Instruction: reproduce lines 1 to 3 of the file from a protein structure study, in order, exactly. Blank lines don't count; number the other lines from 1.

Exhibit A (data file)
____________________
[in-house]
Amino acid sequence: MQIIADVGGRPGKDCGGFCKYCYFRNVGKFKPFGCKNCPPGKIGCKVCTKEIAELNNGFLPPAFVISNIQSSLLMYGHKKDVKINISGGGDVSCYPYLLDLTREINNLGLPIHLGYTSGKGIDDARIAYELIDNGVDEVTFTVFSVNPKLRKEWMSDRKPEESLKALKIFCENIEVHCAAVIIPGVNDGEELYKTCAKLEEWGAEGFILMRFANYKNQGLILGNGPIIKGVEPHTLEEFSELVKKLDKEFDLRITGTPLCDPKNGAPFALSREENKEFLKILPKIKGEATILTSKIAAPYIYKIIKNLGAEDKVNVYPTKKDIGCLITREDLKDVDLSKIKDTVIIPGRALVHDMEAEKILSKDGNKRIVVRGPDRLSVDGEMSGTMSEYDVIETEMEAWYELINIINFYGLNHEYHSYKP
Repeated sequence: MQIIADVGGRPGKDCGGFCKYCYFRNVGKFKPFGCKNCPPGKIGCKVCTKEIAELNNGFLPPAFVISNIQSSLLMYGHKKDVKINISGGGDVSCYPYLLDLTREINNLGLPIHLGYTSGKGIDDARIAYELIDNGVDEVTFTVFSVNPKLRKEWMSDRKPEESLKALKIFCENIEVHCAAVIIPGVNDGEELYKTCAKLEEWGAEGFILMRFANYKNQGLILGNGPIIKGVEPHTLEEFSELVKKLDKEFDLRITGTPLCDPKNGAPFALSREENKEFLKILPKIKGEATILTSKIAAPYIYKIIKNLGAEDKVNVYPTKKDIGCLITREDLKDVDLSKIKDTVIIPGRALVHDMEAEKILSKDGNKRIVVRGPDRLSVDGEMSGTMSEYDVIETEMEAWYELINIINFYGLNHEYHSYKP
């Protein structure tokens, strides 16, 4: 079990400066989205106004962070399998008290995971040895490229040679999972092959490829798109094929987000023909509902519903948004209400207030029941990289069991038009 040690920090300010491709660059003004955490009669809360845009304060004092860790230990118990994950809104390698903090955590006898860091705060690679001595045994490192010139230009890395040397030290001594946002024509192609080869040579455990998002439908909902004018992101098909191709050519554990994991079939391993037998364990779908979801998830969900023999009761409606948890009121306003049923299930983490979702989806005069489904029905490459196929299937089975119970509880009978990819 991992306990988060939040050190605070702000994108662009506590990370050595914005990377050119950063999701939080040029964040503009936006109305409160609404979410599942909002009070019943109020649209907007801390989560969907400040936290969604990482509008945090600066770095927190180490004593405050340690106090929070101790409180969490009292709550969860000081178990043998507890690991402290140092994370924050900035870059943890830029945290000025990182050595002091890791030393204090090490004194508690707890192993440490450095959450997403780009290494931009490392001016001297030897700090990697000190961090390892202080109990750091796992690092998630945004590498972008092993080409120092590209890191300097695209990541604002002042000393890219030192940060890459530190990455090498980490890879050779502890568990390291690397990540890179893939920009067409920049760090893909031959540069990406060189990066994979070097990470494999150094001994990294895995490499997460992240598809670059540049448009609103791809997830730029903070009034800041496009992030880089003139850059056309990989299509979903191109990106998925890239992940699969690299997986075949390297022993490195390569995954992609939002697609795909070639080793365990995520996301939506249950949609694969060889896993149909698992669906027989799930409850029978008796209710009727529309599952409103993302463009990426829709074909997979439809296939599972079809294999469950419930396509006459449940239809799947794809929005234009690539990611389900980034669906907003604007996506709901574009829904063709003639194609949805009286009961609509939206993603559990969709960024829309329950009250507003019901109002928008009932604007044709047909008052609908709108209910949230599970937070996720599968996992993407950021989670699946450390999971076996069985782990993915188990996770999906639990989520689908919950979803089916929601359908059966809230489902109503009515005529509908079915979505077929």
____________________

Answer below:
[in-house]
Amino acid sequence: MQIIADVGGRPGKDCGGFCKYCYFRNVGKFKPFGCKNCPPGKIGCKVCTKEIAELNNGFLPPAFVISNIQSSLLMYGHKKDVKINISGGGDVSCYPYLLDLTREINNLGLPIHLGYTSGKGIDDARIAYELIDNGVDEVTFTVFSVNPKLRKEWMSDRKPEESLKALKIFCENIEVHCAAVIIPGVNDGEELYKTCAKLEEWGAEGFILMRFANYKNQGLILGNGPIIKGVEPHTLEEFSELVKKLDKEFDLRITGTPLCDPKNGAPFALSREENKEFLKILPKIKGEATILTSKIAAPYIYKIIKNLGAEDKVNVYPTKKDIGCLITREDLKDVDLSKIKDTVIIPGRALVHDMEAEKILSKDGNKRIVVRGPDRLSVDGEMSGTMSEYDVIETEMEAWYELINIINFYGLNHEYHSYKP
Repeated sequence: MQIIADVGGRPGKDCGGFCKYCYFRNVGKFKPFGCKNCPPGKIGCKVCTKEIAELNNGFLPPAFVISNIQSSLLMYGHKKDVKINISGGGDVSCYPYLLDLTREINNLGLPIHLGYTSGKGIDDARIAYELIDNGVDEVTFTVFSVNPKLRKEWMSDRKPEESLKALKIFCENIEVHCAAVIIPGVNDGEELYKTCAKLEEWGAEGFILMRFANYKNQGLILGNGPIIKGVEPHTLEEFSELVKKLDKEFDLRITGTPLCDPKNGAPFALSREENKEFLKILPKIKGEATILTSKIAAPYIYKIIKNLGAEDKVNVYPTKKDIGCLITREDLKDVDLSKIKDTVIIPGRALVHDMEAEKILSKDGNKRIVVRGPDRLSVDGEMSGTMSEYDVIETEMEAWYELINIINFYGLNHEYHSYKP